In contrast, SAT subject test is in 800 points maximum scale, and in the majority of the tests, less than 5% of the students get the 800/800. In subjects like Literature and Chemistry, it might be harder to get an 800 in SAT subject test compared to 5 in AP exam. The college admission officers know well what the distributions of the scores are, thus will not consider 5/5 from AP in the same light as 800/800 in SAT subject tests.

In many ways, SAT subject tests are just as useful in preparing for college as AP courses. AP courses expose students to materials normally taught at the college. Since students have to learn many year worths of high school materials as well as college materials in a single year, the students are not expected to know everything there is in an AP Exam. Recent released information says a student can get 5/5 mark in AP while receiving less than 70% of the maximum possible scores in an AP Exam(If more details are desired, click here).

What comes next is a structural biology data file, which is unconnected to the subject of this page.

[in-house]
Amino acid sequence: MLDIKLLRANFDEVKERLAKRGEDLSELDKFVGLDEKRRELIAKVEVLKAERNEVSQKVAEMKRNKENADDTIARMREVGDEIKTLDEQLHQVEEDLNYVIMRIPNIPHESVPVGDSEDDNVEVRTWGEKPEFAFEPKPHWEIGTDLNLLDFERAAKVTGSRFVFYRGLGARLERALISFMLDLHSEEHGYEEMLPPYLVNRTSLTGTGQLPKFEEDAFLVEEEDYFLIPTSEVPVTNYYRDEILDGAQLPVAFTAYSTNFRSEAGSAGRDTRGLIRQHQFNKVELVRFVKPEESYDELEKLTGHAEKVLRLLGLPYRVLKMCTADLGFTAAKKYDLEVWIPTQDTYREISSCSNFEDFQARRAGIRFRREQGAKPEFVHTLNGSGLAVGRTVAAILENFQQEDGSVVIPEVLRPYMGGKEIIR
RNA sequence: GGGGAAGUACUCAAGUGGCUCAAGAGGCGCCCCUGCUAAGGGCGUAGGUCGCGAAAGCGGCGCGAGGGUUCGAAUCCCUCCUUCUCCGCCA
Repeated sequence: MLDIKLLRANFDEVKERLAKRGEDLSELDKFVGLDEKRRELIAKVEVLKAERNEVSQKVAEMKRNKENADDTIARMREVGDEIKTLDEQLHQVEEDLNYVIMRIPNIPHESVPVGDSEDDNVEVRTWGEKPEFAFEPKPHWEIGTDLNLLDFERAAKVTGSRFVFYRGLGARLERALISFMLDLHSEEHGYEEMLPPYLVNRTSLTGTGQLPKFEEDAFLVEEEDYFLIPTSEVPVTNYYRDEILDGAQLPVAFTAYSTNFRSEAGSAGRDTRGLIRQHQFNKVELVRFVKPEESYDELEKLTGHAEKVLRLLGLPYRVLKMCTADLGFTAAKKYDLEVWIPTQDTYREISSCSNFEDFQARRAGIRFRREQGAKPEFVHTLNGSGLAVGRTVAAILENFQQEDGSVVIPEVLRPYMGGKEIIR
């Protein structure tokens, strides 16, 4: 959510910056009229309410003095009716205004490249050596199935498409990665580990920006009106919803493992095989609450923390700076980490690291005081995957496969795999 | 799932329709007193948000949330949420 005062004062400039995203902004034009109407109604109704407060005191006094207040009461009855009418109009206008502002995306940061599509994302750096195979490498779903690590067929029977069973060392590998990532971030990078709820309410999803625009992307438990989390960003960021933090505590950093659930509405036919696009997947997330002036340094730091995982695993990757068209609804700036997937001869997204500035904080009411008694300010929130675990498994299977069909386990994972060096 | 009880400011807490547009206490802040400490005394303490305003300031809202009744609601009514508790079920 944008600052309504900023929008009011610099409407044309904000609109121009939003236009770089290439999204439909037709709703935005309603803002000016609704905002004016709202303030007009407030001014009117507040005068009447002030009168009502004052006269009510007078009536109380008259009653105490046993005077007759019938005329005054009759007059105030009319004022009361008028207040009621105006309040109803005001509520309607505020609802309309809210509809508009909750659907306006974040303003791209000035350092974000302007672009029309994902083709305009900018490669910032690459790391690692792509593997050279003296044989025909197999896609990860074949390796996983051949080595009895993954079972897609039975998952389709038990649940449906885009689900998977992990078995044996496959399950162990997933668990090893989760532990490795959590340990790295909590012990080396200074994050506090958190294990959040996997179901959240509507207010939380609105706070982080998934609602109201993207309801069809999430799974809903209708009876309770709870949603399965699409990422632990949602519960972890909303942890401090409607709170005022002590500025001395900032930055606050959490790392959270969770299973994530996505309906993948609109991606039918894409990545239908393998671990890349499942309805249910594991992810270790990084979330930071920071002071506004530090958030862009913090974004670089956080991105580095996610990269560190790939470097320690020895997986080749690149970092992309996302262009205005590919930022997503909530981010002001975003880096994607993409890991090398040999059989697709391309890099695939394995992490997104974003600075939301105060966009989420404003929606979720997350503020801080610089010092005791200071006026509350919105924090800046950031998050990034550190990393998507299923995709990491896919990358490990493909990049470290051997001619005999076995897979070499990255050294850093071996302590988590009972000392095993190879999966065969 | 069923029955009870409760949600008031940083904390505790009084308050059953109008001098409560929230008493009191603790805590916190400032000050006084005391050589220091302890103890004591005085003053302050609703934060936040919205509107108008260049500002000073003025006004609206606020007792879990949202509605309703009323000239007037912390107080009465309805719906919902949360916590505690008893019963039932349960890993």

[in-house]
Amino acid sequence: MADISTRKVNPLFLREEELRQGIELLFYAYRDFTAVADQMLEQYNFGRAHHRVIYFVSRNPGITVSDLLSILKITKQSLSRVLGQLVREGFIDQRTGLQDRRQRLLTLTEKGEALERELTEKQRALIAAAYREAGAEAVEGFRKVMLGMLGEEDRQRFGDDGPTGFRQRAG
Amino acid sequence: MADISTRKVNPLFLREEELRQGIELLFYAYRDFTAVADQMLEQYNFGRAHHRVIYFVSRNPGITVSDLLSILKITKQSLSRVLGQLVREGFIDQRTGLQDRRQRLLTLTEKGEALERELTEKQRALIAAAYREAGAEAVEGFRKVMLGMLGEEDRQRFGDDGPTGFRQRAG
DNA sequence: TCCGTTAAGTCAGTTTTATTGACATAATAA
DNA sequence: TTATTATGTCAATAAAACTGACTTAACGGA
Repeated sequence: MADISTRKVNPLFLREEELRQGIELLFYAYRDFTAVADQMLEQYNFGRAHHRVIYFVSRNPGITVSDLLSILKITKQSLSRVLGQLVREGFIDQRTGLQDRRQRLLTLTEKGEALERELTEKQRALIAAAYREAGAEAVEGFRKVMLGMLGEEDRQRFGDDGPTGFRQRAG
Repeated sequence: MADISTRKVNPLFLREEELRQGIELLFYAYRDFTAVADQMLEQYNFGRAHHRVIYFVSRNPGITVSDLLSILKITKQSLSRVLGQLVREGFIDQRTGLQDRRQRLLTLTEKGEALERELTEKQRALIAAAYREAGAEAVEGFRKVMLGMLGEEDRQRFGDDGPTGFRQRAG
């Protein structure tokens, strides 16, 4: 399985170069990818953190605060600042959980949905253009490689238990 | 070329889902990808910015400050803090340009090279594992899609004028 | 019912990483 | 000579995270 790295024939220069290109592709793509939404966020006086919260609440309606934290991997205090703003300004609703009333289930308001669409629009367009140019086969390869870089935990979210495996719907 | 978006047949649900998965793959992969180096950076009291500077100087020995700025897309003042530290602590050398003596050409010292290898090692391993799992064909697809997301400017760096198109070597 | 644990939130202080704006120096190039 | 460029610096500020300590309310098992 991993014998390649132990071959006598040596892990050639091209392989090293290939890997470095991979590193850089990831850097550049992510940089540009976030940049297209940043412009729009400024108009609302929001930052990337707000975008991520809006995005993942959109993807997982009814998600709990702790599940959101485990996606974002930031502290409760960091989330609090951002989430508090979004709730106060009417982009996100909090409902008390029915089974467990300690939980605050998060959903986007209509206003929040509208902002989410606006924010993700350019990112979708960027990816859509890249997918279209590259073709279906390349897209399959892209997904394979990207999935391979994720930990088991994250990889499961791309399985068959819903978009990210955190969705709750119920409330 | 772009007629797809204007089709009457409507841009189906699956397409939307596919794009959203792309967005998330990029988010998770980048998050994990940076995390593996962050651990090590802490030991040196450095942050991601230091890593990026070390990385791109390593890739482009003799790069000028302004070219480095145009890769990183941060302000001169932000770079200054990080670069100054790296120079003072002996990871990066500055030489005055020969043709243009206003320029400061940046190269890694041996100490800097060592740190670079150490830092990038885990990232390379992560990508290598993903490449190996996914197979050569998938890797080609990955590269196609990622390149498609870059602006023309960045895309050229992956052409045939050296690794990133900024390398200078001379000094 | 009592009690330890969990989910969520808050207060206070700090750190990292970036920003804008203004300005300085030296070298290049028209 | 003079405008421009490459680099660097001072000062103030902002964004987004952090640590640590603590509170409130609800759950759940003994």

To get an 800 in any SAT Subject Tests, you need at to receive at least 80% of maximum RAW score in any test, and this is a score where you get 1/4 of points deducted for wrong guess, thus you usually have to answer more than 90% of the questions correctly. If AP exams test how much college materials a student already knows, SAT subject tests examine how completely a student knows the high school materials.